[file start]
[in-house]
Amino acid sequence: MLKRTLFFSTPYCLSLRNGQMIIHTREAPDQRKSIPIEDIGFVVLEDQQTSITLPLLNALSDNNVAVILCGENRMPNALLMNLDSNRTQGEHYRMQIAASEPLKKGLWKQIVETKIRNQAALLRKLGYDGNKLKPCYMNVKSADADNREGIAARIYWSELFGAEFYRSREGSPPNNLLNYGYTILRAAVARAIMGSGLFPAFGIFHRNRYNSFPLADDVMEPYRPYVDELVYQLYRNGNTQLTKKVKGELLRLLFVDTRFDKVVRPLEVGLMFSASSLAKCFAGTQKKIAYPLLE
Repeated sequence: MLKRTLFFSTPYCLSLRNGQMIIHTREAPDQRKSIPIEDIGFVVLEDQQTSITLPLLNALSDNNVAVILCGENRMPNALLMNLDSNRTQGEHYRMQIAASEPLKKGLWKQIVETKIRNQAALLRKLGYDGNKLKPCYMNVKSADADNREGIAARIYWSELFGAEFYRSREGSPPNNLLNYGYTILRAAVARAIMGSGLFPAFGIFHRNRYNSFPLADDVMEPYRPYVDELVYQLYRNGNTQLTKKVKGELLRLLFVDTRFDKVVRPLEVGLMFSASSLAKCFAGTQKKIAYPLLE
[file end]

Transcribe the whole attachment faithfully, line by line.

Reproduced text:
[in-house]
Amino acid sequence: MLKRTLFFSTPYCLSLRNGQMIIHTREAPDQRKSIPIEDIGFVVLEDQQTSITLPLLNALSDNNVAVILCGENRMPNALLMNLDSNRTQGEHYRMQIAASEPLKKGLWKQIVETKIRNQAALLRKLGYDGNKLKPCYMNVKSADADNREGIAARIYWSELFGAEFYRSREGSPPNNLLNYGYTILRAAVARAIMGSGLFPAFGIFHRNRYNSFPLADDVMEPYRPYVDELVYQLYRNGNTQLTKKVKGELLRLLFVDTRFDKVVRPLEVGLMFSASSLAKCFAGTQKKIAYPLLE
Repeated sequence: MLKRTLFFSTPYCLSLRNGQMIIHTREAPDQRKSIPIEDIGFVVLEDQQTSITLPLLNALSDNNVAVILCGENRMPNALLMNLDSNRTQGEHYRMQIAASEPLKKGLWKQIVETKIRNQAALLRKLGYDGNKLKPCYMNVKSADADNREGIAARIYWSELFGAEFYRSREGSPPNNLLNYGYTILRAAVARAIMGSGLFPAFGIFHRNRYNSFPLADDVMEPYRPYVDELVYQLYRNGNTQLTKKVKGELLRLLFVDTRFDKVVRPLEVGLMFSASSLAKCFAGTQKKIAYPLLE